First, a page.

The actual location was, at the time, on Hall Road (now County Road 181 and/or New Hope St.). Because the cut was rather deep which left an exposed white bank, some of the local residents called it "White Cut".(6) The proper name was "Walkerton". The "cut" was made on the right-of-way which had been secured from Judge A. S. Walker and had been a part of Block House Ranch. There is no recorded deed in Williamson County between Judge Walker and the railroad. The agreement was more complicated. The railroad agreed to fence and maintain a said fence on the right-of-way through Block House Ranch. A small spur line, loading platform, cattle pen, and chute completed Walkerton. The flag station was used by those arriving and departing the ranch. It was also here the cattle were unloaded which had been brought to the ranch from Scot­land. In later years the increase from the herd was shipped to Central America. The eradication of the fever tick caused the sale in Central America to be stopped. (7) Empty freight cars were left on the siding or spur which would be filled with cut firewood from the ranch. The laborers would ride the train out in the morning, cut wood, and return to Austin on the evening train. (8) This wood was then used by the wood-burning locomotives.

The state capital, which had burned, was to be rebuilt of granite.

In 1885 a spur line was built from Burnet to Granite Mountain just out of Marble Falls, Texas. By the time the new capitol was finished, 15,700 flat carloads of granite had passed through Brueggerhoff on its way to Austin. (9)

Brueggerhoff was hard to pronounce and harder still for many to spell and was generally disliked.

In 1887 Emmett Cluck caused the name to be changed to Cedar Park. (10) It is believed a park was already begun at this time and if not, certainly there was a vision of one. Whether it was at this time or 1892 the "Park" was begun is unknown. Definitely, there were cedar trees in the area and a known "Park" by 1892. (11) Fear of the Indians prevented growth in the area for some years. They caused problems as late as the Civil War just to the north in Burnet County. By the time George Cluck bought the land on the headwaters of Brushy Creek the Indians had been driven out of the area and under control.

Now, one could think of things other than self-preservation. Homes, barns, and fields came first.

After necessities had been secured they began to look for more from life. A British designer, William Robinson, made known certain landscaping techniques in Texas. Artists gave new ideas for a better environment. During the 1880s Texas cities began to landscape town squares and layout parks. The local point of interest where people would congregate to be seen, visit, and conduct business was the usual place of promenades and parks. (12)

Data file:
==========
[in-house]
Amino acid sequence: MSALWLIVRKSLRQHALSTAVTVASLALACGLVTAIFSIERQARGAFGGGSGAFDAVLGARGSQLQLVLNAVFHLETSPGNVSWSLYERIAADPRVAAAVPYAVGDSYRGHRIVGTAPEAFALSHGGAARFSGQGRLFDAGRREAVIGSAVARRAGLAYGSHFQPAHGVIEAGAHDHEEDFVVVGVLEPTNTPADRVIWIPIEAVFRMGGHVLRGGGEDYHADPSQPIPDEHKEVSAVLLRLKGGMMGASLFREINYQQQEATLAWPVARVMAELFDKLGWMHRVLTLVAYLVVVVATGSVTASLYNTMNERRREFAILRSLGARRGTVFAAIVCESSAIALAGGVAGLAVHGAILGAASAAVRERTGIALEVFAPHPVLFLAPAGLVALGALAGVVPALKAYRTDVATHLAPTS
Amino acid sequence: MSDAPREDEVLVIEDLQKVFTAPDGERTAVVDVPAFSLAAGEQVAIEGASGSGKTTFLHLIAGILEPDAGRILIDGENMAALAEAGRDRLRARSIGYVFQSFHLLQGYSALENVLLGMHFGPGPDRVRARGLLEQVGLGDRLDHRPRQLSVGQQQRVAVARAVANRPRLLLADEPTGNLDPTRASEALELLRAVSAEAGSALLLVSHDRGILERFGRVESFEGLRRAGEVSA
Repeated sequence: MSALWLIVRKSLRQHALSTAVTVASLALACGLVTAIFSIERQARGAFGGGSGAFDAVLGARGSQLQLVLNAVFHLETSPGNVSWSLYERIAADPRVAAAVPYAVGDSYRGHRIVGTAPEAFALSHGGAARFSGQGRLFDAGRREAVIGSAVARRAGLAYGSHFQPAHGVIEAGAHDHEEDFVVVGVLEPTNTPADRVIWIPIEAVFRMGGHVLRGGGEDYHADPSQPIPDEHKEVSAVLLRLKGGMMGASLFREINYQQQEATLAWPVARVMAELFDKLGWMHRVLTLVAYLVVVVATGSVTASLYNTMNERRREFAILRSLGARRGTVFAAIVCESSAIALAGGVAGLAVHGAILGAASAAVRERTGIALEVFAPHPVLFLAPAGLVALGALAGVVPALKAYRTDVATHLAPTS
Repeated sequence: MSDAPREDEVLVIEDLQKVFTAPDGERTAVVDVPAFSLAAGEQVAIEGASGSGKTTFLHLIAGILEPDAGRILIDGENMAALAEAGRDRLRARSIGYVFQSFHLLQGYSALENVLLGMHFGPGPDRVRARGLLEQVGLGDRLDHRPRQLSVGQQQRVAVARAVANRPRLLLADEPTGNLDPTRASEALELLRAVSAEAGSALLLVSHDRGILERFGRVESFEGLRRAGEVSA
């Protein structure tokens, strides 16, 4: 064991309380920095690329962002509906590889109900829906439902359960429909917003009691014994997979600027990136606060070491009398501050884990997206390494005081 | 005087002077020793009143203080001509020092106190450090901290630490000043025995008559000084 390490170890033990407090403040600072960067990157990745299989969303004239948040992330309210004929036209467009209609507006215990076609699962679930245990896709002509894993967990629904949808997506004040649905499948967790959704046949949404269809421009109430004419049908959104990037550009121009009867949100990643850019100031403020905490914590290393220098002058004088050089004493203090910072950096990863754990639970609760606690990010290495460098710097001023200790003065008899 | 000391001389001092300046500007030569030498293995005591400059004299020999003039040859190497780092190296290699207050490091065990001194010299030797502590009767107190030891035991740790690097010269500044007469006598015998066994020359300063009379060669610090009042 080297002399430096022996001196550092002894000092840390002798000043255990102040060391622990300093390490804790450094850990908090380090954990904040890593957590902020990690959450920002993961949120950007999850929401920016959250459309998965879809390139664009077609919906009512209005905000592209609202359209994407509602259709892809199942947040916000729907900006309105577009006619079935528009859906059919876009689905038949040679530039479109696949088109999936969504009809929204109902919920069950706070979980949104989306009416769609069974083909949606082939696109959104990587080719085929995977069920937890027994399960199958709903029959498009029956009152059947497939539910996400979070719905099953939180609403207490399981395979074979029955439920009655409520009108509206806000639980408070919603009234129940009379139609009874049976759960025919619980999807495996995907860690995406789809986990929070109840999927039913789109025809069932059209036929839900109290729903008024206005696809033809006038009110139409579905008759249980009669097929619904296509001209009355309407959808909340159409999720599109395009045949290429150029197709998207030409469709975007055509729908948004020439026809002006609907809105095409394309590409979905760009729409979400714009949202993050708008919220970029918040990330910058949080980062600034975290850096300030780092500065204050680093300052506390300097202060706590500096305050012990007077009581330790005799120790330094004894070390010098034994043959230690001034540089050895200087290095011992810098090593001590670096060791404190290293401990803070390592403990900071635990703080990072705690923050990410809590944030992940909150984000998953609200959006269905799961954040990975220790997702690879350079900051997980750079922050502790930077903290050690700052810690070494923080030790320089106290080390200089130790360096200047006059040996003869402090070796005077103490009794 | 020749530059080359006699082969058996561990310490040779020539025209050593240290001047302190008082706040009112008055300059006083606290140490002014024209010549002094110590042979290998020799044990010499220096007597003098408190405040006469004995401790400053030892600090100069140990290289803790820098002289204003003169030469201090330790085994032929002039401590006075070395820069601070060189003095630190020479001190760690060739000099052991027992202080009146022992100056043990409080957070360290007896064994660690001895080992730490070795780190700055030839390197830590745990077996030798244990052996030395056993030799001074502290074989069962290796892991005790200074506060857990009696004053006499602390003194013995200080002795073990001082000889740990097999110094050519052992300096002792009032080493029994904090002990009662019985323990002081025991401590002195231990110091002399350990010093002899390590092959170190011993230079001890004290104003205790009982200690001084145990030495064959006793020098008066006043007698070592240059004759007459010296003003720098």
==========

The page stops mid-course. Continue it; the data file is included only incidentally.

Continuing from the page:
In 1892 George Cluck sold a lot adjoining the right-of-way to the rail­road for one dollar.

Cluck was generous to the railroad company while securing progress for the community; however, he placed certain restrictions on them. There should never be sold, kept, or offered for sale or barter upon the premises any spirituous vinous or malt liquor. The penalty was forfeiture and reversion of the land. As soon as the rail­road company buildings were erected the area should have a good fence about the same and maintained in good order. Further conditions stated they were not now or ever allowed to keep a hog or hogs on the premise. That the grantor, G. W. Cluck, would furnish pipe which the railroad company would install from the water tower to Emmett Cluck's storehouse. The final agreement was for the Austin and Northwestern Railroad Company to use a portion of the said premise for a park. A building was to be furnished to house "tender plants" during the winter. 13) Plants of that day consisted of Virginia creepers, dahlias from Mexico, tomatoes from Florida, native phlox, Missouri Buttercup, roses, camellias, and if one had a greenhouse, orchids, bromeliads, ferns and other tropical plants were to be had. (14)

The above is a map of close approximate locations of known and remember­ed buildings in Cedar Park from 1902 through the mid-1920s era.

(15) The "Park" was approximately one-half acre or slightly less in size and lay between the path to the school, north, and northwest of the depot, Emmett Cluck's home yard, and store. The "Park" was landscaped with trees, shrubs, flowers, and benches which were tended by the stationmaster with some inclined more than others. (16) Colored pebbles were also used in raised beds rather than all flowers and shrubs. The designs of the beds varied with one being in the shape of a star and formed with white pebbles. Another pebble bed was red with the design forgotten. (17) Austinites, wanting an outing, would ride the train to Cedar Park in the morning, picnic in the "Park", stroll about the area, and return home on the afternoon train. (18) Cedar Park was, in later days, referred to as one of "Austin's first Country Clubs". The depot was a small, clean, attractive building with well-kept grounds. There was a pavilion for community use and special trains brought these Austinites out for a "frolic" of picnicking. (19)